of the bottom-level item with the largest key less than Figure 2).
or equal to k (note that p may be the position of the
special item with key -oo). We then insert (k, e) in this
bottom-level list immediately after position p. After in-
serting the new item at this level we “flip” a coin. That
is, we call a method random0 that returns a number be-
tween 0 and 1, and if that number is less than l/2, then
we consider the flip to have come up “heads;” otherwise,
we consider the flip to have come up “tails.” If the flip
comes up tails, then we stop here. If the flip comes up
heads, on the other hand, then we backtrack to the pre- Figure 2: Removal of the item with key 25 from a skip list.
vious (next higher) level and insert (k, e) in this level The positions visited are in the tower for key 25.
at the appropriate position. We again flip a coin; if it
comes up heads, we go to the next higher level and re-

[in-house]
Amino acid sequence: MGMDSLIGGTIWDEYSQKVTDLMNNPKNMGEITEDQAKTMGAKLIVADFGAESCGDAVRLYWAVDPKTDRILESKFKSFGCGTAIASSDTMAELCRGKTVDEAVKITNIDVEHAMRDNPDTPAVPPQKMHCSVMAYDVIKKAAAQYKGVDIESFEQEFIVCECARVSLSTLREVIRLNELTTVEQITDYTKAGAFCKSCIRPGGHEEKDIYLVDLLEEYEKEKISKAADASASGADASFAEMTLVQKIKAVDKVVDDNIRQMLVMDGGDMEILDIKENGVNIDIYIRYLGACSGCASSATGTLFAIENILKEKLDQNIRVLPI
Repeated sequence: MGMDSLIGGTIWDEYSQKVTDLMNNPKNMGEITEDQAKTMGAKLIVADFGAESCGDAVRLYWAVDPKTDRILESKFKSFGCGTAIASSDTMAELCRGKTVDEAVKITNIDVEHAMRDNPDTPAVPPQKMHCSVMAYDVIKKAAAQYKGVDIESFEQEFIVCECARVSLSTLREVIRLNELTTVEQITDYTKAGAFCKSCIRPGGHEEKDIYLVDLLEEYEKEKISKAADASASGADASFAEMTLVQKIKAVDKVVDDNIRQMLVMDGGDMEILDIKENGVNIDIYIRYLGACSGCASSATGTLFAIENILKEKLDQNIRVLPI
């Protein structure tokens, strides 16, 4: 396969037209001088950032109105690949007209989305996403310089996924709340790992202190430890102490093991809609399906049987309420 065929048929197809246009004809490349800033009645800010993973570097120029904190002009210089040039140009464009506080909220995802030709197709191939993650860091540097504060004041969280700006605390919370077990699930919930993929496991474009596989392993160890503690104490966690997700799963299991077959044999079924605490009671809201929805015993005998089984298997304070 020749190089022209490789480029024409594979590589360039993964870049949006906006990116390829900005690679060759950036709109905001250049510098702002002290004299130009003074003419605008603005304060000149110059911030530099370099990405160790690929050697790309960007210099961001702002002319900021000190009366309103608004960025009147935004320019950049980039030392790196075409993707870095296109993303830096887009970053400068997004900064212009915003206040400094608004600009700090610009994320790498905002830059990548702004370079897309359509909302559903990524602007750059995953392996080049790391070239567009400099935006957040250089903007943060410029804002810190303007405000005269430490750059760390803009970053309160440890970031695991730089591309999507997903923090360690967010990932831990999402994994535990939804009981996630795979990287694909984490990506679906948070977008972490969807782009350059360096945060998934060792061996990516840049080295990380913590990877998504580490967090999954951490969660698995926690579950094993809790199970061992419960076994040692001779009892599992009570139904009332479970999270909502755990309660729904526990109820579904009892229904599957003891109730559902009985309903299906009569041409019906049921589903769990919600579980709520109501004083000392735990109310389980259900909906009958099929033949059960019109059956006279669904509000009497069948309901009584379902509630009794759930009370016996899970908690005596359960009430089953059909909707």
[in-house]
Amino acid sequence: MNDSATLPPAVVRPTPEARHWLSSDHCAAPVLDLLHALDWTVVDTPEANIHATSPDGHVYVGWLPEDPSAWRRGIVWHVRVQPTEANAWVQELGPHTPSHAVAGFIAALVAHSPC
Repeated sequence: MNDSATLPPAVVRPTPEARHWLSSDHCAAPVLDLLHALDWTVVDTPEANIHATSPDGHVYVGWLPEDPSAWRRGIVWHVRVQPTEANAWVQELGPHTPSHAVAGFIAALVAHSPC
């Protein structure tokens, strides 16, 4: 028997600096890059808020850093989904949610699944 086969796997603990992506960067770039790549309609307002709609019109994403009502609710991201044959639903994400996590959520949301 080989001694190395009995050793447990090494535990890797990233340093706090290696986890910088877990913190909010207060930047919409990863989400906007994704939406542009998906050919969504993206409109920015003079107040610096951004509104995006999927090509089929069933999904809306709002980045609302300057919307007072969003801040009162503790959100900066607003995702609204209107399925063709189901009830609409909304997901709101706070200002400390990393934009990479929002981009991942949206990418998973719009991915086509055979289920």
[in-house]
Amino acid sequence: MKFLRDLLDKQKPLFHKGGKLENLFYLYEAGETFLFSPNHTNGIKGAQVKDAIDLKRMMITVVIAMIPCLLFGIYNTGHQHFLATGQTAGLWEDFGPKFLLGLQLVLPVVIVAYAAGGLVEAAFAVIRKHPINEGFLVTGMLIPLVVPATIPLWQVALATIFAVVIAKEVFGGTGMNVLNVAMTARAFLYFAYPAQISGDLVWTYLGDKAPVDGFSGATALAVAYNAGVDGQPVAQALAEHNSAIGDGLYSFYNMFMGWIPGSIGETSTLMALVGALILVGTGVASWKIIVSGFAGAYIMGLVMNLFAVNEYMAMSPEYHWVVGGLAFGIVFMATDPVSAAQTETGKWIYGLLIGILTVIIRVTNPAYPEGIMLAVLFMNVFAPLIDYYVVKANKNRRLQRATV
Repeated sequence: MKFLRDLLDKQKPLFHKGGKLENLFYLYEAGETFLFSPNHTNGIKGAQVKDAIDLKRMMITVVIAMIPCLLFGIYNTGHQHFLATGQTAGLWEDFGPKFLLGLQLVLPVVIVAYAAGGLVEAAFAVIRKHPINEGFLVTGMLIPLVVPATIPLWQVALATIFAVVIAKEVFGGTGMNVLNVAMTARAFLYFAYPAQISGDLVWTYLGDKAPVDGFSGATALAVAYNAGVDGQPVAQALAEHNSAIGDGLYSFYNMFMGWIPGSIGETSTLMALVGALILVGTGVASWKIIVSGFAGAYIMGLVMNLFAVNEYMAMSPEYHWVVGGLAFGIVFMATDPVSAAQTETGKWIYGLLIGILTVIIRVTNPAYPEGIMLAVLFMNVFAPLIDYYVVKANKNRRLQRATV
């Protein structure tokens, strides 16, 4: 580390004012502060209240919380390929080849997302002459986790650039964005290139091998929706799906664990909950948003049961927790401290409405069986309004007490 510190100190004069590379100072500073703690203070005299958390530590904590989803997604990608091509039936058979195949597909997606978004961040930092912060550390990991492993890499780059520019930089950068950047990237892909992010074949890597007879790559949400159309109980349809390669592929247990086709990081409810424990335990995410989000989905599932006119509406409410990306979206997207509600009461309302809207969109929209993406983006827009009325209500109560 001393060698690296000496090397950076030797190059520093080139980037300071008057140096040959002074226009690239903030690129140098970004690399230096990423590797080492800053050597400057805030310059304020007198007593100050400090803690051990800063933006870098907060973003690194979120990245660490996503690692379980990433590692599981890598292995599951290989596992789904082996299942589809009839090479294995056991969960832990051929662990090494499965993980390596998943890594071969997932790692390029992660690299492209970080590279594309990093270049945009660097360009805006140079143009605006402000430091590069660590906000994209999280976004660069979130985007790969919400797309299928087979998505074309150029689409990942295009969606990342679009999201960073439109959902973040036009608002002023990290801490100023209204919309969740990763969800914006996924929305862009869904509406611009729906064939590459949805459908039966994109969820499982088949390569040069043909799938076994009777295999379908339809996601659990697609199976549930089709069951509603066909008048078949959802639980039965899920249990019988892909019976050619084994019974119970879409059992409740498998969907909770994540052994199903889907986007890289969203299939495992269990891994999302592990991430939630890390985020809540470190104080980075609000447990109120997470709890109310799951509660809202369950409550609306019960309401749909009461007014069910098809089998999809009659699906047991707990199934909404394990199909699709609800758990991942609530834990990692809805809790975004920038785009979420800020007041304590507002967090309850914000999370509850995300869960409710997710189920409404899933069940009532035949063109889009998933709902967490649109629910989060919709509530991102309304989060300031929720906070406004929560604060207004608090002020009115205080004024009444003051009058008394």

peat. Thus, we continue to insert the new item (k, e) in 2.4 A Simple Analysis of Skip Lists
lists until we finally get a flip that comes up tails. We link Our probabilistic analysis of skip lists, which is a sim-
together all the references to the new item (k, e) created plified version of an analysis of Motwani and Ragha-
in this process to create the tower for (k,e). We give van [4], requires only elementary probability concepts,
the pseudo-code for this insertion algorithm for a skip and it does not need any assumptions about input dis-
list S in Code Fragment 2. Our insertion algorithm uses tributions. We begin this analysis by studying the height
an operation insertAfterAbove(p, q, (k, e)) that inserts a h of S.
position storing the item (k, e) after position p (on the The probability that a given item is stored in a po-
same level as p) and above position q, returning the po- sition at level i is equal to the probability of getting i
sition r of the new item (and setting internal references consecutive heads when flipping a coin, that is, this prob-
so that after, before, above, and below methods will work ability is l/2’. Thus, the probability Pi that level i has
correctly for p, q, and r). at least one item is at most

Algorithm Skiplnsert(k, e):


p t SkipSearch (k)
qt insertAfterAbove(p, null, (k, e))
for the probability that any one of n different events
while random0 < l/2 do occurs is at most the sum of the probabilities that each
while above(p) = nuEZ do occurs.
p t before(p) {scan backward} The probability that the height h of S is larger than